As always this is one born out of frustrations. I need to make changes to quite a few of Microsoft SQL Server Reporting Services Reports (v2008).
Our current Microsoft Studio development environment is 2010 and so I launch that GUI, but I am not able to create a new Report Server Project.
I thus went back and started Visual Studio 2008 and I am able to create new Report Server project from VS 2008.
But, one big caveat for me!
No matter what I try, once I start on a new Project the Report Server files (RDL) are copied unto a folder underneath the new Project.
This is going to cause problems for me as we have a strict folder hierarchy mapping that is already in place and under Team Foundation Services (RDL) armor-ship.
And, so if use VS 2008, I have to keep copying files from my working folder to the actual Project\TFS folders.
Too much hapless work; especially the way I am feeling these days!
Here is what I see when I try to link to an existing file in VS 2008 and VS 2010:
Here is what I see when I try to link to an existing file in VS 2012:
Please keep in mind that there is an arrow right by the “Add” button. If you click on that Arrow, you will be able to see and activate the Link option.
With the Link option, I am to keep\preserve my strict folder placements.
Download & Install SQL Server Data Tools (SSDT)
Goggled for help and told to try SQL Server Data Tools.
Get Download Link for SQL Server Data Tools (VS 2010) Integration
SQL Server Data Tools is available @ http://msdn.microsoft.com/en-us/jj650014. Please choose to download the full blown ISO Image.
BTW, SSDT for VS 2012 is available @ http://msdn.microsoft.com/en-us/jj650015
Installation is quite straightforward.
Let us validate inside Visual Studio 2012.
In Visual Studio 2012, a new Template Option for SQL Server Data Project is present, but nothing per SQL Server Reports.
More goggling led me to Microsoft SQL Server Data Tools – Business Intelligence for Visual Studio 2012.
Download SSDT – Business Intelligence for VS 2012
Downloaded and SSDT for VS 2012 from http://www.microsoft.com/en-us/download/details.aspx?id=36843.
Install – Business Intelligence for VS 2012
Interestingly enough VS 2012 is bundled as an executable, I was looking forward to having to mount another ISO or burning the ISO unto a DVD.
Here are some of the install screen shots:
Product Updates – SQL Server 2012 – SP1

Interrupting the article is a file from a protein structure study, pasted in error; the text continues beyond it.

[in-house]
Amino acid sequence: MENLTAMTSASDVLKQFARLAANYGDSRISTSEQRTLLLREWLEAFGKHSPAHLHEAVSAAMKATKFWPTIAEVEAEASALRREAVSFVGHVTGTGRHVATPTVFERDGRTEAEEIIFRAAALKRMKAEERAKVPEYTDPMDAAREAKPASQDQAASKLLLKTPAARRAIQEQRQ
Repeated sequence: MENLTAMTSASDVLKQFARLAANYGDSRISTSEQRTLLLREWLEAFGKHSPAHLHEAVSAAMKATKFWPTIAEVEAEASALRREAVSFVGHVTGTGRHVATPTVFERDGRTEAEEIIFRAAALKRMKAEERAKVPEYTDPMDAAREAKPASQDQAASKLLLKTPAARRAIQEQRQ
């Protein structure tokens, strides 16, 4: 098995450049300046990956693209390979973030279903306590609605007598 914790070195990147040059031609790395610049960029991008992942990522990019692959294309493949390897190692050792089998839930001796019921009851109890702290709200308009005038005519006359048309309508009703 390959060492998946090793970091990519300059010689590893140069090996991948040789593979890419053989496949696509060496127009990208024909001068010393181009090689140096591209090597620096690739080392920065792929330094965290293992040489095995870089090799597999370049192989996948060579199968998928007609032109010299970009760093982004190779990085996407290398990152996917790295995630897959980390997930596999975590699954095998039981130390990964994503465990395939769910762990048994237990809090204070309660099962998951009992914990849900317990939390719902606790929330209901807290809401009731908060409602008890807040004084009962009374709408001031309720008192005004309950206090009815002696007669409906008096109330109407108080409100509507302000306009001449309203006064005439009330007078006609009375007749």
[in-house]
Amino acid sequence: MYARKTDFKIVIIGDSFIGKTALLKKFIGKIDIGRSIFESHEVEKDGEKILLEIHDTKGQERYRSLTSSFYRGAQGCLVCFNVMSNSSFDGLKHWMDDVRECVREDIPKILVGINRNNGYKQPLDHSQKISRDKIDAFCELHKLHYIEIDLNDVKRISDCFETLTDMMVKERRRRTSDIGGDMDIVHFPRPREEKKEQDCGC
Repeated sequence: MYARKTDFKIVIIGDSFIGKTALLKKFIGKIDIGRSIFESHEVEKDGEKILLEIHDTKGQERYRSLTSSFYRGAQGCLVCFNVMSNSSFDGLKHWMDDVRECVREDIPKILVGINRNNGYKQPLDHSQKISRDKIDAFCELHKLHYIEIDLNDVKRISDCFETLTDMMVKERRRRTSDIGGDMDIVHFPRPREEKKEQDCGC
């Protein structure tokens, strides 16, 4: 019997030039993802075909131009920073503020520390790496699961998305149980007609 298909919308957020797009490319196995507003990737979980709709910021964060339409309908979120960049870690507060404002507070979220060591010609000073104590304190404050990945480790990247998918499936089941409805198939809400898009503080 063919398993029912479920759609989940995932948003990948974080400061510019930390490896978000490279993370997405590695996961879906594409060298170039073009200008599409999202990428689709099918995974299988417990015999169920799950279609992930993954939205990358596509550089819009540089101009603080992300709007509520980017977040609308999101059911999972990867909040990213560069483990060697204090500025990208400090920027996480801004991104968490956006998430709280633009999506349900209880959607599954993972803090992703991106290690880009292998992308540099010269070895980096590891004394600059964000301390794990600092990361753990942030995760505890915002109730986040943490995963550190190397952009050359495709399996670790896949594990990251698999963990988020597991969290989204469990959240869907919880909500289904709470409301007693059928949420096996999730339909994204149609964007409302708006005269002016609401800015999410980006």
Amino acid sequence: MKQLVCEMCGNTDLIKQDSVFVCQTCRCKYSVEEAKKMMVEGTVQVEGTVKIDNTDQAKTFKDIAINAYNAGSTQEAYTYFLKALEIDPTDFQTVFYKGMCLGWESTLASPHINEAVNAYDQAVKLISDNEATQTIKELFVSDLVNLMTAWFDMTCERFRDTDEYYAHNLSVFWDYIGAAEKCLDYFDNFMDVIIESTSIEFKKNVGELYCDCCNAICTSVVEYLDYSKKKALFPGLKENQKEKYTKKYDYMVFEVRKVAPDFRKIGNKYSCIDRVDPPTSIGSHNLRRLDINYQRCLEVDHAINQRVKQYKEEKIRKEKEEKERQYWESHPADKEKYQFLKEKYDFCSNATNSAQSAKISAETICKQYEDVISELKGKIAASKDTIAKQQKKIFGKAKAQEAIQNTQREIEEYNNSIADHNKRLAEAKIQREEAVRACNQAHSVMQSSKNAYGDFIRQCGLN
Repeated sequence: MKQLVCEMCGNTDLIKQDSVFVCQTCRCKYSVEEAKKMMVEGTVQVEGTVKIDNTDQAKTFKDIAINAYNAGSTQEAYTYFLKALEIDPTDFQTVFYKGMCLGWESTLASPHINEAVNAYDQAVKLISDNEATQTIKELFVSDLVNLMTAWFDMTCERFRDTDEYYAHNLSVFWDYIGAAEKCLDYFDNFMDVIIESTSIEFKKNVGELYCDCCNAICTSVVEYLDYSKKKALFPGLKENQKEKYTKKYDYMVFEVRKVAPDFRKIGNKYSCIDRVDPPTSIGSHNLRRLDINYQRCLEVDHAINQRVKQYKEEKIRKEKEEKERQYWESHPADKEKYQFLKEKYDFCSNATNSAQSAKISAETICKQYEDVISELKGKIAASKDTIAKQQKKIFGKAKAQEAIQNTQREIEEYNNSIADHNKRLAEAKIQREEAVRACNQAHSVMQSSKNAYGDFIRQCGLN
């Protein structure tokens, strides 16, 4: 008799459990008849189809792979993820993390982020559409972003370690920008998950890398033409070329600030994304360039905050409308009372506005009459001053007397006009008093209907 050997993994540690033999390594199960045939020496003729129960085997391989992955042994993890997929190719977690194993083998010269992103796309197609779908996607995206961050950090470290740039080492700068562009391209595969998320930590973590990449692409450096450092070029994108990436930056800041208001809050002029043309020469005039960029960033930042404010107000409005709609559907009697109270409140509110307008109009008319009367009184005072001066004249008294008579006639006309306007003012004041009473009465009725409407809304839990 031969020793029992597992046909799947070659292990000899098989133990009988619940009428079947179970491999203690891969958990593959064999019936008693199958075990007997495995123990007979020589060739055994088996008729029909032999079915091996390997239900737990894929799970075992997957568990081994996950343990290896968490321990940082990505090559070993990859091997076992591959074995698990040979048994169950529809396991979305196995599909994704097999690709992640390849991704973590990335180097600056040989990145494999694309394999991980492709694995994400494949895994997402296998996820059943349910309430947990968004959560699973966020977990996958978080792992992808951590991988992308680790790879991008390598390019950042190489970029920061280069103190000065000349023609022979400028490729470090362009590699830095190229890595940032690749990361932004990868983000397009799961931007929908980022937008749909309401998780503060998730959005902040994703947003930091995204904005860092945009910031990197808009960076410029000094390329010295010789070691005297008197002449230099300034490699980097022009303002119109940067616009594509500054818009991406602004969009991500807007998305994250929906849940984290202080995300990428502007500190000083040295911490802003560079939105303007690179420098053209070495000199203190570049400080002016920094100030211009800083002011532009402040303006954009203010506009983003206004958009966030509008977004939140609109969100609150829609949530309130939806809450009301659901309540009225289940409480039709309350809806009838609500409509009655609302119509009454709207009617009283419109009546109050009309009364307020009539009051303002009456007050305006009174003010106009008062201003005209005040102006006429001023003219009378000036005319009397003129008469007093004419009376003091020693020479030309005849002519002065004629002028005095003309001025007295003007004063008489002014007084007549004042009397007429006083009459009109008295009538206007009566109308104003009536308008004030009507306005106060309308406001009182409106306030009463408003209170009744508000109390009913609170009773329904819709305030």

Yes, chose that it is OK to apply SP1 to my local SQL Server 2012.
Installation Type – Add Features
I am really not gunning for a new install, just update my existing install.
Yes, I want “SQL Server Data Tools – Business Intelligence for Visual Studio”
Installation Configuration Rules (Blow-up)
I got the error message pasted above:
Rule “Same architecture installation” failed.
The CPU architecture of installation feature(s) is different than the instance specified. To continue, add features to this instance with the same architecture.
And, I am thinking how to get over this hump. Yes, my machine is 64-bit. But, there is only one installation file and there was nothing stating that bitness specific.
Thanks Goodness for Google as it proved useful.
The right search tags led me to Graham Lannigan’s blog:
Installing SQL Server Data Tools – Business Intelligence for Visual Studio 2013
And, his suggestion is that I should navigate back to the Installation Type page and choose to “Perform a new Installation of SQL Server 2012“.
Did so and everything installed properly the 2nd time around. Makes me go back and remember Shalamar – Second Time Around.
Prompted to restart computer, but I happily said NO.
Let us validate inside Visual Studio 2012.
In Visual Studio 2012, we now have Template Options for “Business Intelligence”. We have Templates for Report Server, Integration Services, and Analysis Services.
Confirm Target Choices
As I said earlier, I really can not afford to break the build. Whatever I do on my machine is OK, in as much as I do not break the reports; they need to be backward compatible.
In Visual Studio 2012, once I have chosen to create a new project let us ensure that we can “target” SQL Server 2008 R2.
Thankfully the Report (RDL) files themselves are XML, but I need to get a bit of sureness that not much changed between 2008 R2 and 2012.
The return TargetServerVersion options are:
- SQL Server 2008
- SQL Server 2008R2 and later
- Detect version
My read is that indeed there were changes between 2008 and 2008R2. But, 2008R2 and 2012 stayed same.
There are a couple of items still outstanding.
- What path shall I take to be able to work on Reports in VS 2010
I know I could have avoided most of this problem by going with SQL Server Standard Edition, but license terms for Developers are a bit mucky for me at this time.
Thanks Microsoft for SSDT. But, honestly the Setup and QA team could and should have done a better job cleaning up the verbiage for installing SSDT.
What does perform a “New install of SQL Server 2012” mean when we are simply trying to add a feature to Visual Studio?
One good thing about writing is that you can not but give credits. In real life it is so easy not to say Thank you.
Anyone can copy someone else’s web page and write it down as theirs. But, if you take the time to read Graham Lannigan’s blog post @ http://picnicerror.net/development/sql-server/installing-sql-server-data-tools-business-intelligence-for-visual-studio-2013-03-13/ you will quickly see that he cares about his work and takes time to jot down each step.
He says I took that fake and stumbled a bit for it. Almost, like a Jordan fake that ends up on Sportscenter or these days YouTube. And, this is why I did so and why you shouldn’t…
And, that is what learning and sharing is all about!
References – Installation
References – Visual Studio Templates
References – Presentations